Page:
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Updated: February 22, 2012 01:06 IST

Pakistani held on spying charge

Staff Reporter
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Pakistani national Kamran Akbar, who was held on charges of spying, being taken to a court in New Delhi on Tuesday.
PTI
Pakistani national Kamran Akbar, who was held on charges of spying, being taken to a court in New Delhi on Tuesday.

A 39-year-old Pakistani national has been arrested at the New Delhi railway station here on charges of spying. Police claim to have recovered some defence-related documents from him.

Acting on a tip-off, a Delhi Police Crime Branch team arrested Kamran Akbar alias Attar alias Asif Hossain while he was trying to board a train to Kolkata. Some sensitive documents were recovered from him and a case was registered, the police said.

Kamran, a resident of Karachi, first came to India in 1992 on a valid Pakistani passport via train and started staying with his uncle Mohammad Salim in Kolkata. He then went to Goa with his uncle and his acquaintance Asraf Khan. Salim, being a tourist guide, was well-acquainted with the topography of Goa, allegedly committed robberies along with Kamran and Asraf to make easy money.

Kamran along with his two accomplices was arrested and sent to jail. On his release in 1996, he came back to Kolkata to stay with another relative and procured an Indian passport in the name of Asif Hossain. He then went back to Pakistan on a month-long visa in July 1997.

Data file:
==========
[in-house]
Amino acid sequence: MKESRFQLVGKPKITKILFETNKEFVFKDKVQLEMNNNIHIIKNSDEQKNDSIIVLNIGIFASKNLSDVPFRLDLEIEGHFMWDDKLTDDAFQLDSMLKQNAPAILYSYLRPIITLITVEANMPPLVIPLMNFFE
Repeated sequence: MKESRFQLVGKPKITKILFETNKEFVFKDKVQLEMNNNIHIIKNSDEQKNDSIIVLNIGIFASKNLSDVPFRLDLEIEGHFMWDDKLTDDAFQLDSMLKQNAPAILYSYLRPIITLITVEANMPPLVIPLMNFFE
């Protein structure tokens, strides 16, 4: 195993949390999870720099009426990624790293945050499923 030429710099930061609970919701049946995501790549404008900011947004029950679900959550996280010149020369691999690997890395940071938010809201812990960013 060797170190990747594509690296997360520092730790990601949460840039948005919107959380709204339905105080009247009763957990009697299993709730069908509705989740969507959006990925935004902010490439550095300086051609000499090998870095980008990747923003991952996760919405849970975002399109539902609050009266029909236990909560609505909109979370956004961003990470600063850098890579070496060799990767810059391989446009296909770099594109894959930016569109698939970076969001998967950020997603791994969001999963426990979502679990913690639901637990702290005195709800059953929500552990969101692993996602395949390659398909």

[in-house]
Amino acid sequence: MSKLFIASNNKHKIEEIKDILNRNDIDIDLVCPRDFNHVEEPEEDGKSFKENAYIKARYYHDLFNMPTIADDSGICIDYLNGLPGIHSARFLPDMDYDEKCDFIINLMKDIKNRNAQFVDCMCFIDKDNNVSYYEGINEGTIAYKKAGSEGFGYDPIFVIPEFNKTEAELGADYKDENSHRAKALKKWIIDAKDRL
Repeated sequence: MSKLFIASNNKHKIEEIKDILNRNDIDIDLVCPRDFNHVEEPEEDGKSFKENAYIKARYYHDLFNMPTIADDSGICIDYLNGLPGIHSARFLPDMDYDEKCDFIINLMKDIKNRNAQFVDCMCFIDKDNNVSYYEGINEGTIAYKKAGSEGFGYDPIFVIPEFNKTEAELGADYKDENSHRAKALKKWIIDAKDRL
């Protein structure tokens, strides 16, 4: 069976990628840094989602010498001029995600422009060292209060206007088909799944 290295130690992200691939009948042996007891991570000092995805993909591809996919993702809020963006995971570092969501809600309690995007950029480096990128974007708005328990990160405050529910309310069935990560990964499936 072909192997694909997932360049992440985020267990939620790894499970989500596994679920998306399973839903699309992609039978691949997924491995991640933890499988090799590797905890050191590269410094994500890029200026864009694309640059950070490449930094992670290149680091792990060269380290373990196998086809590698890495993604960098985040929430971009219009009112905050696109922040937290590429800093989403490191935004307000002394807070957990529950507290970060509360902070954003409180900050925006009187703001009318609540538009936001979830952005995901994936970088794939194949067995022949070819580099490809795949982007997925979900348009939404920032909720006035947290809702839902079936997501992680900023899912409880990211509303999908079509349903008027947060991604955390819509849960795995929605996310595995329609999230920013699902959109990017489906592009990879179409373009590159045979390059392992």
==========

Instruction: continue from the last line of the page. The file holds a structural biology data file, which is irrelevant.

The Military Intelligence agencies in Pakistan came to know about him and persuaded him to work for them for handsome returns. He was recruited in October 2004 and trained in trade craft knowledge about Indian military ranks, codes for communication, surveillance and anti-surveillance measures, Internet, email chatting and was also given some lessons in Hindi, the police said. Kamran was given Delhi as his target area and tasked with cultivating defence personnel as sources.

He illegally entered India in 2007 through the Nepal border and reached Kolkata, the police said. He was allegedly provided a driving licence of Rajasthan and $400 by his handlers.

In Kolkata, he began the business of selling garments and married an Indian woman. He also procured a voter card, PAN card and opened a bank account. He allegedly received funds through hawala (a type of informal banking system) and remittances from abroad were also made to his bank account, the police said.

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